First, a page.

I try to refrain from buying clothes unless I need them for a certain occasion or event. . I try to limit all items in my closet to under 50. Who cares if someone sees me in the same outfit twice? I love every piece of clothing that I have, and if I don’t love it, I get rid of it.


WC: What steps did you take to being green?

AK: It was a slow process. I focused on one thing at a time. For me, clothes were huge. I had tons of clothes. I had clothes that I loved but that I rarely wore and still refused to part with. When I dwindled down my clothes as much as I could, I would challenge myself to give up 5 more items. I would repeat that process once a month or so. 


Another problem area for me: was toiletries. I had so many brands of shampoos and conditioners that I could have had my own hair salon! I found myself “saving” my favorites, meaning that I rarely used them. Now, I limit myself to one shampoo, one conditioner, one face wash, and one body soap in the house until I am running low. 


WC: How do you encourage others to be green? For example, every time I go home to visit, my family generously gives my son a ton of gifts. How do you encourage participation from others?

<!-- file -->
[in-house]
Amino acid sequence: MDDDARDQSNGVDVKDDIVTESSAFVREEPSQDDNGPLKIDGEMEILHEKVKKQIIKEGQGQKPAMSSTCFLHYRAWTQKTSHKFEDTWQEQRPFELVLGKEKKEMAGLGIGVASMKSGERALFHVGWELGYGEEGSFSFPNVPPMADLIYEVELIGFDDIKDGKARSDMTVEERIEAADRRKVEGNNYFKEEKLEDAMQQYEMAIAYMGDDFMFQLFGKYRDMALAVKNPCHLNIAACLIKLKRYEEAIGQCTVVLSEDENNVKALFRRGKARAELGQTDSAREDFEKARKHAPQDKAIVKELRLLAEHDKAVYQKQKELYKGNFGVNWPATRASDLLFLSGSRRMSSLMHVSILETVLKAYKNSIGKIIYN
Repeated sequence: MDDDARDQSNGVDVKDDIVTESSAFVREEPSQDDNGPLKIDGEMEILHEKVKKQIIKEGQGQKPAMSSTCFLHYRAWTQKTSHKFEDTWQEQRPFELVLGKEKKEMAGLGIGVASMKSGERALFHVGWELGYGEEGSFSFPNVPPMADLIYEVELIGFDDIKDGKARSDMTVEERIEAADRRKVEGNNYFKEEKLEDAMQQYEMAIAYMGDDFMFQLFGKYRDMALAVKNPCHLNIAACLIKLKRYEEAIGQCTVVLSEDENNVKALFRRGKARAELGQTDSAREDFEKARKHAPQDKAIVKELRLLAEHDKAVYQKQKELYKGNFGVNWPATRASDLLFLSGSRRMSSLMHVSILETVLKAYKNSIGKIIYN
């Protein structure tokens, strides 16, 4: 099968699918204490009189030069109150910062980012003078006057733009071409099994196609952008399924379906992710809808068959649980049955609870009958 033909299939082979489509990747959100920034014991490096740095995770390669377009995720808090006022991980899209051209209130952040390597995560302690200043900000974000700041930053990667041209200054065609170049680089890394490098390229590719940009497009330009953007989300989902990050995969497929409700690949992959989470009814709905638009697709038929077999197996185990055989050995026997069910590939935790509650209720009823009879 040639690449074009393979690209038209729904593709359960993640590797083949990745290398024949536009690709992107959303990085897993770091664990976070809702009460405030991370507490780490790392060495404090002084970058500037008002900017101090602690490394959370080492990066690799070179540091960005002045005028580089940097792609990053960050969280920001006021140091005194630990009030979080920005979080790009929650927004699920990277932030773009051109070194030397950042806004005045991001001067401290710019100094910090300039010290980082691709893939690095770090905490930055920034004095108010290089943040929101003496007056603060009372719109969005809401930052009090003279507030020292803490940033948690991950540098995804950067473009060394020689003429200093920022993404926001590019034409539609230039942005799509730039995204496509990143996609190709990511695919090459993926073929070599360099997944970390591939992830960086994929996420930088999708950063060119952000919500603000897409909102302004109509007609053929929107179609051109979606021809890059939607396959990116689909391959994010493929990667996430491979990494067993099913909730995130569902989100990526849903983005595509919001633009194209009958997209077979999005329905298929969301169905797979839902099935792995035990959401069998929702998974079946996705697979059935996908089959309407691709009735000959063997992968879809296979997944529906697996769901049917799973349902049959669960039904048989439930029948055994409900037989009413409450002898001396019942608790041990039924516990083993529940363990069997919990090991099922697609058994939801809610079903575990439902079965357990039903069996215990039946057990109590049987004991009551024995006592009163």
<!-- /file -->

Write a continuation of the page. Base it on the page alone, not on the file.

AK: When I was pregnant, I had a green baby shower. I asked for people to only give me secondhand gifts whether from their own children or from secondhand shops. 

I also say “no” a lot. If someone kindly offers me something that I already have and/or do not need, I gently and graciously say no.

I often have a “no gift policy” for birthdays and other holidays (like Christmas).  


WC: What’s an easy way for someone to get started?

AK: The easiest way to get started is to stop buying things. I realized that I constantly bought things, even small things, every time I was at the store, whether it was a candle or a nail polish or a cool piece of decor. Every item you bring into your home takes up space. Having clutter in your home clutters your mind. (I still have clutter in my home, don’t get me wrong! I do have a toddler after all….)